The story of 26/11 was also the story of bravehearts – The Men Who Fought. The chilling, brick-by-brick account of how the Mumbai police, army, marine commandos and NSG carried out the operation was documented. At a time when television cameras were beaming live visuals of the rescue operations it was believed that Pakistani handlers gave directions by watching news channels. When the siege had ended I remember watching reporters choking with emotions, thanking NSG commandos and all officers in uniform. Arun Jadhav, the lone survivor in the Qualis that had Karkare, Kamat and Salaskar, said to us, “It was a matter of how many seconds more I am going to live. One second. Two second.” A year later as Dency brought back interviews and we pieced the show together, the objective was to relive that same emotion.
Moshe’s Story was a particularly difficult one. Here was a story that we had to knit together without any access to the real child. The cries of that 2 year old wrenched everyone who heard the baby cry. Or the brave stories of Sandra, the child’s nanny or the family’s cook who rescued the child. We had a tough time getting Qazi, the cook to share his story with us. It took a lot of convincing for Abhishek, the show director to get him on board. We recounted the story at Chabbad House with those chilling interceptions betweens terrorists and handlers. As a mother now, Moshe’s loss is still very poignant to me. His aching cries of ‘Ima, Ima’ still send shivers down my spine. The story of a little boy orphaned in a foreign country.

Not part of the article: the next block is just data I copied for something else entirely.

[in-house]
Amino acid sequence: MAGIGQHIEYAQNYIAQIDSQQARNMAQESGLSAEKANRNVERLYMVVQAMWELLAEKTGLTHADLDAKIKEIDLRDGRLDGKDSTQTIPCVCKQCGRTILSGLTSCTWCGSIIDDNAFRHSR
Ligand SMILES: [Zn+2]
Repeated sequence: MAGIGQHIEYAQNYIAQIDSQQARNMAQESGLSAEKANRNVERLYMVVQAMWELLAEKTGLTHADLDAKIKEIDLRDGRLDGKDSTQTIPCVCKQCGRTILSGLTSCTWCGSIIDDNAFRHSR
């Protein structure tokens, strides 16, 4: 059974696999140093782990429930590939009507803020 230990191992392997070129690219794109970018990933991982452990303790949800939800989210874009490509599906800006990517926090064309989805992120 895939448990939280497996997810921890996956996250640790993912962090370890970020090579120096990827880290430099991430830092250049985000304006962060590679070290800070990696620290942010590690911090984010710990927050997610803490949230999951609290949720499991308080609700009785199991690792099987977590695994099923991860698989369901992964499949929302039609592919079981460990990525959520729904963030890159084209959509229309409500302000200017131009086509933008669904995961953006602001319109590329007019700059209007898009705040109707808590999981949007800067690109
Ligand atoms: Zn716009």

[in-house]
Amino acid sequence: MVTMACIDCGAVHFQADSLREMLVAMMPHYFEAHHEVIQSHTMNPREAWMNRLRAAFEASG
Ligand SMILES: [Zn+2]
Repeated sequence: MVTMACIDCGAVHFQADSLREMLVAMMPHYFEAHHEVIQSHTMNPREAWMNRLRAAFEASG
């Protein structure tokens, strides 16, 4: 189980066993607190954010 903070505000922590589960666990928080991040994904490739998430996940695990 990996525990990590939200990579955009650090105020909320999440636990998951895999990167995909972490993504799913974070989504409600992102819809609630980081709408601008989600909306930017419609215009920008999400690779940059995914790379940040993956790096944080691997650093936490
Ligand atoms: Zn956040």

Two weeks was spent in a wink. We spent hours at work, shooting, logging, scripting, editing. We spent days at work. Meals were skipped. We slept in turns in the editing rooms. We went back to the guest house only for a shower. We worked feverishly. It’s all part of the job…but what came of it was a series that remains close to my heart.
Five years later when I look back at the series, I realize that for a journalist – producer, a story or a show comes and goes…what remains is the passion with which she chooses to pursue it. I am not writing this blog to showcase my work (which I have never done on this blog); instead it is to recount a moment in my career where I worked to tell a story like no one else. Anniversaries are not always good. It’s one thing to celebrate a wedding anniversary. But calling a day of death, horror and destruction as an anniversary mars the positivity of the word. Remembrance is a better word. A day can be remembered for its dark memories, for the hurt, for the lessons learnt and the tough battle towards recovery. It is a moment that we must never forget, not on this day…but every day.
Five years later, I still spot errors in the shows I produced back then, but then that’s me… so much so for remembrance and picking up lessons!